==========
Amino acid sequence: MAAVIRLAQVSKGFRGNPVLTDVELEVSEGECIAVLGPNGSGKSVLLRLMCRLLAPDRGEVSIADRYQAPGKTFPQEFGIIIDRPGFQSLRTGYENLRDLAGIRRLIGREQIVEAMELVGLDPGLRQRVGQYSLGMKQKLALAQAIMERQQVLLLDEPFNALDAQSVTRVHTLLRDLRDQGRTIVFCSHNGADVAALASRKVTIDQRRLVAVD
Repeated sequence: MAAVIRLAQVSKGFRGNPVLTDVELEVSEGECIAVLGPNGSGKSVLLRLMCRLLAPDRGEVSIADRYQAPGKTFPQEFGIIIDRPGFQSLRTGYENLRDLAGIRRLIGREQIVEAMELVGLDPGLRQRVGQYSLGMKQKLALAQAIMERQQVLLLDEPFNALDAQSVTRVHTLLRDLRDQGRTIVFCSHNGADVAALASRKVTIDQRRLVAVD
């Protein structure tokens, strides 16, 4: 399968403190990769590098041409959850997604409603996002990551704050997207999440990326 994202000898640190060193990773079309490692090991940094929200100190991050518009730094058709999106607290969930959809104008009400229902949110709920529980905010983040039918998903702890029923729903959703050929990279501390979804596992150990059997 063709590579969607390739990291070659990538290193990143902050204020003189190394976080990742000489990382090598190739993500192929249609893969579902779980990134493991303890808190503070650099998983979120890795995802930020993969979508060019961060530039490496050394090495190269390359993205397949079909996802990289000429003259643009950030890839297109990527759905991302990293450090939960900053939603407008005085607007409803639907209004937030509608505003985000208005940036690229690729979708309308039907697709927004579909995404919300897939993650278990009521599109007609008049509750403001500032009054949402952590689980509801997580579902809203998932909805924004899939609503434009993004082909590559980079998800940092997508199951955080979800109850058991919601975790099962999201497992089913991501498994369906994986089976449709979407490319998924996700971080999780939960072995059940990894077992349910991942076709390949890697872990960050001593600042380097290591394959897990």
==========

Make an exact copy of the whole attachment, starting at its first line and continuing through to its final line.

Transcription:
Amino acid sequence: MAAVIRLAQVSKGFRGNPVLTDVELEVSEGECIAVLGPNGSGKSVLLRLMCRLLAPDRGEVSIADRYQAPGKTFPQEFGIIIDRPGFQSLRTGYENLRDLAGIRRLIGREQIVEAMELVGLDPGLRQRVGQYSLGMKQKLALAQAIMERQQVLLLDEPFNALDAQSVTRVHTLLRDLRDQGRTIVFCSHNGADVAALASRKVTIDQRRLVAVD
Repeated sequence: MAAVIRLAQVSKGFRGNPVLTDVELEVSEGECIAVLGPNGSGKSVLLRLMCRLLAPDRGEVSIADRYQAPGKTFPQEFGIIIDRPGFQSLRTGYENLRDLAGIRRLIGREQIVEAMELVGLDPGLRQRVGQYSLGMKQKLALAQAIMERQQVLLLDEPFNALDAQSVTRVHTLLRDLRDQGRTIVFCSHNGADVAALASRKVTIDQRRLVAVD
């Protein structure tokens, strides 16, 4: 399968403190990769590098041409959850997604409603996002990551704050997207999440990326 994202000898640190060193990773079309490692090991940094929200100190991050518009730094058709999106607290969930959809104008009400229902949110709920529980905010983040039918998903702890029923729903959703050929990279501390979804596992150990059997 063709590579969607390739990291070659990538290193990143902050204020003189190394976080990742000489990382090598190739993500192929249609893969579902779980990134493991303890808190503070650099998983979120890795995802930020993969979508060019961060530039490496050394090495190269390359993205397949079909996802990289000429003259643009950030890839297109990527759905991302990293450090939960900053939603407008005085607007409803639907209004937030509608505003985000208005940036690229690729979708309308039907697709927004579909995404919300897939993650278990009521599109007609008049509750403001500032009054949402952590689980509801997580579902809203998932909805924004899939609503434009993004082909590559980079998800940092997508199951955080979800109850058991919601975790099962999201497992089913991501498994369906994986089976449709979407490319998924996700971080999780939960072995059940990894077992349910991942076709390949890697872990960050001593600042380097290591394959897990």